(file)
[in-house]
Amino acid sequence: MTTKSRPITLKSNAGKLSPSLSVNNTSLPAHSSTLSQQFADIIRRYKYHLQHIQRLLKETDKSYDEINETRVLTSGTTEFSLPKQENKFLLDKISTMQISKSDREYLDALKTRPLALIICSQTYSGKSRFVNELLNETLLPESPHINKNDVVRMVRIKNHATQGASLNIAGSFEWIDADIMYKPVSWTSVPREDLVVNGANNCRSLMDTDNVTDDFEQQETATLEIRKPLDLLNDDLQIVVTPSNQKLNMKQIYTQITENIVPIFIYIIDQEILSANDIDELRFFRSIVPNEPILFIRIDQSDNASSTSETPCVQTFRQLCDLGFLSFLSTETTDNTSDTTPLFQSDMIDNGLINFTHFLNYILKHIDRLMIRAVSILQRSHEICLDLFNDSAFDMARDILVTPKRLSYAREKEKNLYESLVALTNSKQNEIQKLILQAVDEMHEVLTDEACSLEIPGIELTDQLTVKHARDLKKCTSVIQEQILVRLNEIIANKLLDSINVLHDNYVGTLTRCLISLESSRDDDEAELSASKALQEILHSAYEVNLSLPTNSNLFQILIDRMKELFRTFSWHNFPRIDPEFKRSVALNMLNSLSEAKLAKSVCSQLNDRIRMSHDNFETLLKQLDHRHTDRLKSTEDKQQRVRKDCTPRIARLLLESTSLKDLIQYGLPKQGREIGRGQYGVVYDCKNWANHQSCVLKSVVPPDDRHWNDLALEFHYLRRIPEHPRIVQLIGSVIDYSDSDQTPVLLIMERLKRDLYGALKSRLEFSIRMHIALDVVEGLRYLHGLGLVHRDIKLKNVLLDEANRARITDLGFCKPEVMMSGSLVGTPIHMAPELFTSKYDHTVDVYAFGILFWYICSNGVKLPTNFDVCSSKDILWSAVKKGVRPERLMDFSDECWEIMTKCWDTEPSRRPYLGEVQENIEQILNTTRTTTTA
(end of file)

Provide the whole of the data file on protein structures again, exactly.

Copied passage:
[in-house]
Amino acid sequence: MTTKSRPITLKSNAGKLSPSLSVNNTSLPAHSSTLSQQFADIIRRYKYHLQHIQRLLKETDKSYDEINETRVLTSGTTEFSLPKQENKFLLDKISTMQISKSDREYLDALKTRPLALIICSQTYSGKSRFVNELLNETLLPESPHINKNDVVRMVRIKNHATQGASLNIAGSFEWIDADIMYKPVSWTSVPREDLVVNGANNCRSLMDTDNVTDDFEQQETATLEIRKPLDLLNDDLQIVVTPSNQKLNMKQIYTQITENIVPIFIYIIDQEILSANDIDELRFFRSIVPNEPILFIRIDQSDNASSTSETPCVQTFRQLCDLGFLSFLSTETTDNTSDTTPLFQSDMIDNGLINFTHFLNYILKHIDRLMIRAVSILQRSHEICLDLFNDSAFDMARDILVTPKRLSYAREKEKNLYESLVALTNSKQNEIQKLILQAVDEMHEVLTDEACSLEIPGIELTDQLTVKHARDLKKCTSVIQEQILVRLNEIIANKLLDSINVLHDNYVGTLTRCLISLESSRDDDEAELSASKALQEILHSAYEVNLSLPTNSNLFQILIDRMKELFRTFSWHNFPRIDPEFKRSVALNMLNSLSEAKLAKSVCSQLNDRIRMSHDNFETLLKQLDHRHTDRLKSTEDKQQRVRKDCTPRIARLLLESTSLKDLIQYGLPKQGREIGRGQYGVVYDCKNWANHQSCVLKSVVPPDDRHWNDLALEFHYLRRIPEHPRIVQLIGSVIDYSDSDQTPVLLIMERLKRDLYGALKSRLEFSIRMHIALDVVEGLRYLHGLGLVHRDIKLKNVLLDEANRARITDLGFCKPEVMMSGSLVGTPIHMAPELFTSKYDHTVDVYAFGILFWYICSNGVKLPTNFDVCSSKDILWSAVKKGVRPERLMDFSDECWEIMTKCWDTEPSRRPYLGEVQENIEQILNTTRTTTTA